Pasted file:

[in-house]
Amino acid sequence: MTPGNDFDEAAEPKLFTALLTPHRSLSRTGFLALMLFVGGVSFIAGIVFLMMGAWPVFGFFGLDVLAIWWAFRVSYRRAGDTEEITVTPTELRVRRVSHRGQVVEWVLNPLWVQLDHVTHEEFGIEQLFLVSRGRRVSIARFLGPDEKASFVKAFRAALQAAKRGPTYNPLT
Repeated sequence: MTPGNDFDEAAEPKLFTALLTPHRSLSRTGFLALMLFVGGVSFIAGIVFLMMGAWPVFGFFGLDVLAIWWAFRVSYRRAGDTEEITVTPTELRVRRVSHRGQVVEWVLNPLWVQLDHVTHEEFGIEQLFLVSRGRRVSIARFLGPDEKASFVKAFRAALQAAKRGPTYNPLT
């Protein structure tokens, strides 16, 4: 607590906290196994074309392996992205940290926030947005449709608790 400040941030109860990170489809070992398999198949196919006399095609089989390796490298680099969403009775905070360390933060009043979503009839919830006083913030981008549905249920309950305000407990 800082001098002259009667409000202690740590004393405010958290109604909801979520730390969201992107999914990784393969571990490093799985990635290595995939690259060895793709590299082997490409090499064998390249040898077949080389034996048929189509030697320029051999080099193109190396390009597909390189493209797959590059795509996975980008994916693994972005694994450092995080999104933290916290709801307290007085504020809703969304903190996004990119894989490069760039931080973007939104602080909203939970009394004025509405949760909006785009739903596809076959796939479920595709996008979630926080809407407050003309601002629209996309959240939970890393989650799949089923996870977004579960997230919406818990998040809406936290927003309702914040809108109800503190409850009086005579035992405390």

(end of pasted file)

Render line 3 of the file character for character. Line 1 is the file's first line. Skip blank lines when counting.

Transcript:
Repeated sequence: MTPGNDFDEAAEPKLFTALLTPHRSLSRTGFLALMLFVGGVSFIAGIVFLMMGAWPVFGFFGLDVLAIWWAFRVSYRRAGDTEEITVTPTELRVRRVSHRGQVVEWVLNPLWVQLDHVTHEEFGIEQLFLVSRGRRVSIARFLGPDEKASFVKAFRAALQAAKRGPTYNPLT